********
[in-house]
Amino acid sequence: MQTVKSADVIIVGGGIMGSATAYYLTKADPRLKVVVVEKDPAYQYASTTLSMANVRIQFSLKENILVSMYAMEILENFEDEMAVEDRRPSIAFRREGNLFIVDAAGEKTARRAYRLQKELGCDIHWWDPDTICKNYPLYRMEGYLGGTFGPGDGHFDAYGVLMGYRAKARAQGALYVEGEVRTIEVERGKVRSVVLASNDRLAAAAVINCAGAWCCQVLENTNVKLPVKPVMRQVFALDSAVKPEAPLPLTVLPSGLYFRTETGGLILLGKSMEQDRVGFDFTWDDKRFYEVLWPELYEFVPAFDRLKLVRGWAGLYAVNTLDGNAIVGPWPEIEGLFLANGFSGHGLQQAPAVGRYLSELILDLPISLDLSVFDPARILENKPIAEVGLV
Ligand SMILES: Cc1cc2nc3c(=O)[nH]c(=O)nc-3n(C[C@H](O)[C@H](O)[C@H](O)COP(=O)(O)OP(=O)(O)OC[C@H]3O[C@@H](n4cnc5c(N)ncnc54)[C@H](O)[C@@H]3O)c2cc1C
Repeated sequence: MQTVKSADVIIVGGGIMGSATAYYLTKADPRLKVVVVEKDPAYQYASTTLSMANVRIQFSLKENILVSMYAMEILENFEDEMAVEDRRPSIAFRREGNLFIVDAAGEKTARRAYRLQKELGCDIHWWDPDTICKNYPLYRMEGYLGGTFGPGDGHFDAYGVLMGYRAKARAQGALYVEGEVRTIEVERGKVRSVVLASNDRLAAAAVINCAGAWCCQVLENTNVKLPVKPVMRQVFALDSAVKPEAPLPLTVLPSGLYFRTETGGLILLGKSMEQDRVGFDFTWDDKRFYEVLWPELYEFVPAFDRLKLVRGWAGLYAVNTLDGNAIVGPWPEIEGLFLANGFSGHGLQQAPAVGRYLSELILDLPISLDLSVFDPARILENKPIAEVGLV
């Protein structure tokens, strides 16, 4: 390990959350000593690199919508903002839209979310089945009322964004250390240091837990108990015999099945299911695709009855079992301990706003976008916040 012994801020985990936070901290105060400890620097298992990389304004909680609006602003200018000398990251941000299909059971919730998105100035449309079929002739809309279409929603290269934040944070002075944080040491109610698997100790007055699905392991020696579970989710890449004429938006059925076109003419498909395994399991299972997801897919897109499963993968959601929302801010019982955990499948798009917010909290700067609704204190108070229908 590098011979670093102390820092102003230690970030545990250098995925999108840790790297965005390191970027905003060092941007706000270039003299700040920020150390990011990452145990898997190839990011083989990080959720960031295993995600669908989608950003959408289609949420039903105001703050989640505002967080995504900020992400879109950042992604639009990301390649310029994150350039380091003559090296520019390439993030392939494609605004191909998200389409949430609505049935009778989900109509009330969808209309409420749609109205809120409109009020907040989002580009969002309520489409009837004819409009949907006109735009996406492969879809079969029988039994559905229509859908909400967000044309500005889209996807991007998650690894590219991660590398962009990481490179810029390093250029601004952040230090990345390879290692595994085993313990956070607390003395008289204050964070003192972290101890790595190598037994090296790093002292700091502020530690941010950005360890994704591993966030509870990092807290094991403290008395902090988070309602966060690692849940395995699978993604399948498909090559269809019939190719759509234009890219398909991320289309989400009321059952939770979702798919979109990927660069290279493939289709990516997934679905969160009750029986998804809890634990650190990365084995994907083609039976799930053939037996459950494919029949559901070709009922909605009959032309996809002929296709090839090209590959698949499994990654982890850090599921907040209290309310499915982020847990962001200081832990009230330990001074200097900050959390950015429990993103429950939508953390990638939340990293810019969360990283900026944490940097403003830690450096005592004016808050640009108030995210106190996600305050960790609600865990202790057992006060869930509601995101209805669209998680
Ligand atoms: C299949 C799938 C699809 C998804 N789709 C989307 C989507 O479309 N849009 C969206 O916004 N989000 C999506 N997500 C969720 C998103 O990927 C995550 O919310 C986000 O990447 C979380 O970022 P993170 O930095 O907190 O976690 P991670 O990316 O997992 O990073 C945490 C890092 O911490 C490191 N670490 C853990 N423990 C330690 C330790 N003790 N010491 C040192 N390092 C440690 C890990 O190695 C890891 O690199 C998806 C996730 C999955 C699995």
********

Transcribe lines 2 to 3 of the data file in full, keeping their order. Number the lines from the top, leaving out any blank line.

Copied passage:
Amino acid sequence: MQTVKSADVIIVGGGIMGSATAYYLTKADPRLKVVVVEKDPAYQYASTTLSMANVRIQFSLKENILVSMYAMEILENFEDEMAVEDRRPSIAFRREGNLFIVDAAGEKTARRAYRLQKELGCDIHWWDPDTICKNYPLYRMEGYLGGTFGPGDGHFDAYGVLMGYRAKARAQGALYVEGEVRTIEVERGKVRSVVLASNDRLAAAAVINCAGAWCCQVLENTNVKLPVKPVMRQVFALDSAVKPEAPLPLTVLPSGLYFRTETGGLILLGKSMEQDRVGFDFTWDDKRFYEVLWPELYEFVPAFDRLKLVRGWAGLYAVNTLDGNAIVGPWPEIEGLFLANGFSGHGLQQAPAVGRYLSELILDLPISLDLSVFDPARILENKPIAEVGLV
Ligand SMILES: Cc1cc2nc3c(=O)[nH]c(=O)nc-3n(C[C@H](O)[C@H](O)[C@H](O)COP(=O)(O)OP(=O)(O)OC[C@H]3O[C@@H](n4cnc5c(N)ncnc54)[C@H](O)[C@@H]3O)c2cc1C